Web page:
• To avoid ambiguous column reference problems when the SELECT and the INSERT refer to the same table.
  • In MySQL 5.6.2 and later, you can control which partitions and subpartitions accept new rows when inserting into a partitioned table.

Example :

INSERT INTO tb2 (fld_id)
  SELECT tbl.fld_order_id
  FROM tbl WHERE tbl.fld_order_id > 200;
	

INSERT DELAYED

The DELAYED option for the INSERT statement is a MySQL extension to standard SQL that can be used for certain kinds of tables (such as MyISAM). When a client uses INSERT DELAYED, it gets an okay from the server at once, and the row is queued to be inserted when the table is not in use by any other thread.

Syntax :

INSERT DELAYED ...

INSERT ... ON DUPLICATE KEY UPDATE

If you specify ON DUPLICATE KEY UPDATE, and a row is inserted that would cause a duplicate value in a UNIQUE index or PRIMARY KEY, MySQL performs an UPDATE of the old row. For example, if column x is declared as UNIQUE and contains the value 1, the following two statements have similar effect:

INSERT INTO table (x,y,z) VALUES (1,2,3)
  ON DUPLICATE KEY UPDATE z=z+1;


UPDATE table SET z=z+1 WHERE x=1;

Note : The effects are not identical for an InnoDB table where a is an auto-increment column. With an auto-increment column, an INSERT statement increases the auto-increment value but UPDATE does not.

Examples :

MySQL INSERT INTO statement is used to insert record(s) or row(s) into a table.

Syntax :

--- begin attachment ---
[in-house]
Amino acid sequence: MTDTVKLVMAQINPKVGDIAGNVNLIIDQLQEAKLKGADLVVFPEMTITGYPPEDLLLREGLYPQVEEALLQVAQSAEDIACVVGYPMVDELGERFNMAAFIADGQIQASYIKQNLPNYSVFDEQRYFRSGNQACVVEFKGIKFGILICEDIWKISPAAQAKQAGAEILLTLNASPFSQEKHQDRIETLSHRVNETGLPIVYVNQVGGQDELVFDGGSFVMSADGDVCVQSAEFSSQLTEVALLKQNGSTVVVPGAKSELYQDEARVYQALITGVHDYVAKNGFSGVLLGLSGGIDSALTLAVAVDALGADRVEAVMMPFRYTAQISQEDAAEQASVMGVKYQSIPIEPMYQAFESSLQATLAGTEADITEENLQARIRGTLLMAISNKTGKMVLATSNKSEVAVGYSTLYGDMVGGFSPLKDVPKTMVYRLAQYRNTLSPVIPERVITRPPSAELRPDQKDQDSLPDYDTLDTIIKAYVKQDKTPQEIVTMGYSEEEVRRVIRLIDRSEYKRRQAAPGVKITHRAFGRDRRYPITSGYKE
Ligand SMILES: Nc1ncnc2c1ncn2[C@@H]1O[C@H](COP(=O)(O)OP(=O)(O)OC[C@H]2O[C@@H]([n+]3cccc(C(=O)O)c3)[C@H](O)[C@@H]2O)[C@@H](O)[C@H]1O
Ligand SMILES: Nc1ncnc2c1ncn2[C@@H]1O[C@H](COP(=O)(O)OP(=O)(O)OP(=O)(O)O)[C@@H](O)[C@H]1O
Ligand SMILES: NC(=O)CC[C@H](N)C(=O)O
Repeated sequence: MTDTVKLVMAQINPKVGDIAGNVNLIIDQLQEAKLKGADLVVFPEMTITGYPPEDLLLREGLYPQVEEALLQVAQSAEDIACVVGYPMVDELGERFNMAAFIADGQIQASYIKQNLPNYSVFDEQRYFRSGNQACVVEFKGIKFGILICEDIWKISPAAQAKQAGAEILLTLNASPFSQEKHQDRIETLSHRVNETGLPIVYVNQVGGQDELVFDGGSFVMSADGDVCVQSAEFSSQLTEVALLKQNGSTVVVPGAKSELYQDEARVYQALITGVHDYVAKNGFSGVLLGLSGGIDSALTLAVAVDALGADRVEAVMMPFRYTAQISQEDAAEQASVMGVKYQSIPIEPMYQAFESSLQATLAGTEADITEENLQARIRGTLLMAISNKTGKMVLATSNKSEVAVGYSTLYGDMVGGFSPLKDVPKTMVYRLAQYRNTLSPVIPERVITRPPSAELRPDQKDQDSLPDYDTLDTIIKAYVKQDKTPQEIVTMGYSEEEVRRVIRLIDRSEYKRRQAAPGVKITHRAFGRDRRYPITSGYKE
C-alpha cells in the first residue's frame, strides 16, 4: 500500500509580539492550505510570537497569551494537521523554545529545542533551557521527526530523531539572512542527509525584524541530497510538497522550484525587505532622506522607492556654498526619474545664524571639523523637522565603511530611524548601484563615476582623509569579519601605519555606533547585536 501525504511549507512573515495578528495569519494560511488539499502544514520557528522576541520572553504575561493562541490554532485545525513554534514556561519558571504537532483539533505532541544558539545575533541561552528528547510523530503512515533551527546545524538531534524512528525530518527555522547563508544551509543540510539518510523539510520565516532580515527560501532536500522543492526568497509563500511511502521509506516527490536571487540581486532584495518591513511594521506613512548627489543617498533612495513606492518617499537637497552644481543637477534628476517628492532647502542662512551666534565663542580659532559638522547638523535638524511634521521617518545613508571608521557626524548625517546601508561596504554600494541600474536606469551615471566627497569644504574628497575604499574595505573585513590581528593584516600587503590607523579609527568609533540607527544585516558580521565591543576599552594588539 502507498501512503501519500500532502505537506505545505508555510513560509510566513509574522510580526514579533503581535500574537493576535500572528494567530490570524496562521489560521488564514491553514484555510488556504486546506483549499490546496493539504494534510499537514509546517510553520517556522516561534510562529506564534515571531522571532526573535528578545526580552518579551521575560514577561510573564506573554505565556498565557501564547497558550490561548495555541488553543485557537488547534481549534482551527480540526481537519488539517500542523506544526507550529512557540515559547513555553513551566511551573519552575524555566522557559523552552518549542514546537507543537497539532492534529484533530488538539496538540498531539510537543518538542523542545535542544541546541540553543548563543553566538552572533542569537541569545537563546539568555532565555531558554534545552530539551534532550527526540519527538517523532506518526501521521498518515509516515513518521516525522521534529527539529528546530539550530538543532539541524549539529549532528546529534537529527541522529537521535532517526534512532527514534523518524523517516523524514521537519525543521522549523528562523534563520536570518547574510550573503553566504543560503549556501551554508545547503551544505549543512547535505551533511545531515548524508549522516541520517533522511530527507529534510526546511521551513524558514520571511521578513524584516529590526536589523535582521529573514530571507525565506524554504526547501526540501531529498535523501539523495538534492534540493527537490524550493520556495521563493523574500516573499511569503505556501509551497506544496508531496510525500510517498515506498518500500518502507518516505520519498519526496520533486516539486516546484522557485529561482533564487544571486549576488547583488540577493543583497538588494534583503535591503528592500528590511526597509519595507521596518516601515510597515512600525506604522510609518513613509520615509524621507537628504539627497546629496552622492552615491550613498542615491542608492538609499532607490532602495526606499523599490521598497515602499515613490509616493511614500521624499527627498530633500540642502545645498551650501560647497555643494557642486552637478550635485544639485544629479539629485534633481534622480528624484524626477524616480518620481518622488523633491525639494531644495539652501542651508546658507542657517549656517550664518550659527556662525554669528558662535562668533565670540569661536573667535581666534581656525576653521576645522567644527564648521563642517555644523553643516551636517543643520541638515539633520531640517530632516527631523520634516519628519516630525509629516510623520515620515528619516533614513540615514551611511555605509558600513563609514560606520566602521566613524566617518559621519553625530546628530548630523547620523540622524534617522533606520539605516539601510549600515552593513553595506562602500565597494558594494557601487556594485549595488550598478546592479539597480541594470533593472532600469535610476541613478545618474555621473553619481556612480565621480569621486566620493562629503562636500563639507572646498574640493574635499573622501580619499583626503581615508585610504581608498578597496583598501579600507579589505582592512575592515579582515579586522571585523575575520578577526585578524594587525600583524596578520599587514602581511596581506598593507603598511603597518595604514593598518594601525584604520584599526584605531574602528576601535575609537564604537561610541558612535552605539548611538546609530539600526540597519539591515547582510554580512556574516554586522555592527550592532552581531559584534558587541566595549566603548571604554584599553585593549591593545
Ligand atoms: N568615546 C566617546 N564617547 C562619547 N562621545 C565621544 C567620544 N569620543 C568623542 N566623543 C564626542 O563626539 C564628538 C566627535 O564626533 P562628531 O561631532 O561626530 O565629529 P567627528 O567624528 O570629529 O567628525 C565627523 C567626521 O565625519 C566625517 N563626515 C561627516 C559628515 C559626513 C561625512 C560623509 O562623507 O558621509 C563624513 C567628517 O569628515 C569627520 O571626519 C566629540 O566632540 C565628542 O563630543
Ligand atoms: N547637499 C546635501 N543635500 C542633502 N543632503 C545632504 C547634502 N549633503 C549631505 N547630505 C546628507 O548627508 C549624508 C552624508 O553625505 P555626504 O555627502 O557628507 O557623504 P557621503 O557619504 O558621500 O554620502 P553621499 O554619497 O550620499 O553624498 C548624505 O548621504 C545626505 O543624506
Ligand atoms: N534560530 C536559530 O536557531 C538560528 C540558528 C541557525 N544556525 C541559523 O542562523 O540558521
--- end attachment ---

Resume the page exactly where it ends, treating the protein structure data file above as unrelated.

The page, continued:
INSERT INTO table_name ([column_name],[...column_name],...)
VALUES( [column_value],[..column_value]);

Arguments :

Name Description
table_name Name of the table.
column_name Name of the column.
column_value Value to be inserted.

Example with PHP code to insert data into a mysql table

HTML code (say form.html):

<!DOCTYPE html PUBLIC "-//W3C//DTD HTML 4.01//EN"
"http://www.w3.org/TR/html4/strict.dtd">
<html lang="en">
<head>
<meta http-equiv="Content-Type" content="text/html; charset=utf-8">
<title>form to insert data</title>
</head>
<body>
<form method="post" action="insert.php">
<input type="text" name="name" />
<input type="text" name="email" />
<input type="text" name="address" />
<input type="submit" value="Submit">
</form>
</body>
</html>

PHP code (say insert.php) :

<?php
$host="localhost"; //yout host name
$username="root";  //yout user name
$password="";      // your password
$db_name="test";  // your database name
$con=mysql_connect("$host", "$username", "$password")or die("cannot connect"); //mysql connection
mysql_select_db("$db_name")or die("can not select DB"); //select your database
$name = $_POST['name'];
$email = $_POST['email'];
$address = $_POST['address'];
$query = "INSERT INTO test (name,email,address) VALUES ('$name', '$email', '$address')";